Results. A total of 188 patients (133 men and 50 women) were included in the analysis. The mean age was 43 years (range, 22–80 years). The mean interval between the preceding and current tuberculosis treatment was 2.1 years (range, 1–8 years). One hundred eleven (59%) were black, 64 (34%) were white, 12 (6%) were Hispanic, and 1 (<1%) was Asian. Thirty-seven (20%) had a history of unprotected occupational exposure to silica dust. MDR tuberculosis was present in 18 patients (10%), all of whom had a history of noncompliance with therapy. Sixty-nine patients (37%) were infected with HIV; these 69 patients had a mean CD4 cell count and HIV RNA load of 165 cells/mL (range, 2–1203 cells/mL) and 706,368 copies/mL (range, <400–8,007,483 copies/mL), respectively. Twenty-eight (15%) of the 188 patients had a confirmed history of injection drug use. Twenty-five (13%) had tuberculosis recurrence diagnosed despite prior completion of directly observed therapy.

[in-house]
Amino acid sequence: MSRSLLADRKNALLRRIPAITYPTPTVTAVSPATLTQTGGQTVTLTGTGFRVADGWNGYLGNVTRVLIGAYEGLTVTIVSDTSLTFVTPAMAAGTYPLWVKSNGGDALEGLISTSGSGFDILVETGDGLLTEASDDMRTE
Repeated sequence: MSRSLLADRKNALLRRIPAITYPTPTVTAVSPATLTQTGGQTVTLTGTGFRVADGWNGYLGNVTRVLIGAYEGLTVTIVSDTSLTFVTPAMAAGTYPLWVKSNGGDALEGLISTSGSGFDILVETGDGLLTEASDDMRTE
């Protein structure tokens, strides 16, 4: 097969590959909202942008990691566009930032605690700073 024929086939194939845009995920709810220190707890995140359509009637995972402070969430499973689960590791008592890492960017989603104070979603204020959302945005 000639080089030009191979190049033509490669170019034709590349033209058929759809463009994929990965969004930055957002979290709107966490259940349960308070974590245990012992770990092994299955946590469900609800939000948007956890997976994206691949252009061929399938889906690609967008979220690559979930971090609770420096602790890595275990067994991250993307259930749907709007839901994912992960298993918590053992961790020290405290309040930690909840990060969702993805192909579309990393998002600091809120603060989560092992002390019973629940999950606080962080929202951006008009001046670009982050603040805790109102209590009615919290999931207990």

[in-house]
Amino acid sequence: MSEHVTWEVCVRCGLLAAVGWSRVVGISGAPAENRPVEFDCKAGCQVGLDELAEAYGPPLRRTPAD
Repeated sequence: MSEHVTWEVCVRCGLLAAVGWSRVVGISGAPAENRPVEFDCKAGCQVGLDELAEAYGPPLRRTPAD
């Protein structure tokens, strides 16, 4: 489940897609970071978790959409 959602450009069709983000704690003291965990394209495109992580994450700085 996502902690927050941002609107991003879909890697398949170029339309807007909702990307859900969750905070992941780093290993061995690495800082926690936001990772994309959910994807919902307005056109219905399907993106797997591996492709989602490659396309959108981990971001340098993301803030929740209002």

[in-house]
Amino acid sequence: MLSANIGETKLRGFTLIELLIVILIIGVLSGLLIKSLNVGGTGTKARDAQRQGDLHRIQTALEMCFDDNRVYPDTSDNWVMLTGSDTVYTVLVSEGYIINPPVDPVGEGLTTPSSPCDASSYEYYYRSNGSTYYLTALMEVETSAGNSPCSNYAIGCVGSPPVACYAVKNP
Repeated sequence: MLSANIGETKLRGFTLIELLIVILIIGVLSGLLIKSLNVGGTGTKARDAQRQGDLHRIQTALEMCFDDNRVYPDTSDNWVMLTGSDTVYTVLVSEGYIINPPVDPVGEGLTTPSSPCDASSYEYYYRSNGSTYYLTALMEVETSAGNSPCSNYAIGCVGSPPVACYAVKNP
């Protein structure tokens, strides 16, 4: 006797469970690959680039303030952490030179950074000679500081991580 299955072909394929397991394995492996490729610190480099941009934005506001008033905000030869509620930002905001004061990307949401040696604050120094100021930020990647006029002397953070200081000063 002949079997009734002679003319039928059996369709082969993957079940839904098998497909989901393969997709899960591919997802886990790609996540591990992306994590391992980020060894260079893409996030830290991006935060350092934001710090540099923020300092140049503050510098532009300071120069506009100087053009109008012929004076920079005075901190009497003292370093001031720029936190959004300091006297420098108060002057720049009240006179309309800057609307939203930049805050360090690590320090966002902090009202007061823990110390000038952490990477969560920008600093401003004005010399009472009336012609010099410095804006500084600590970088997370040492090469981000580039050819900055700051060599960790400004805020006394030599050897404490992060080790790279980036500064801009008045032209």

Both patients who had and those who didn't have tuberculosis recurrence were similar with respect to age, sex, and race. There was no significant difference in the prevalence of exposure to silica dust (28% vs. 18%; P = .26), MDR tuberculosis (12% vs. 9%; P = .66), HIV infection (28% vs. 38%; P = .33), or history of injection drug use (21% vs. 16%; P = .60) across the 2 groups. Moreover, no significant differences were found in tuberculosis recurrence on the basis of drug levels or dosages. Serum levels of tuberculosis drugs were not significantly lower among patients with MDR tuberculosis than among those without MDR tuberculosis.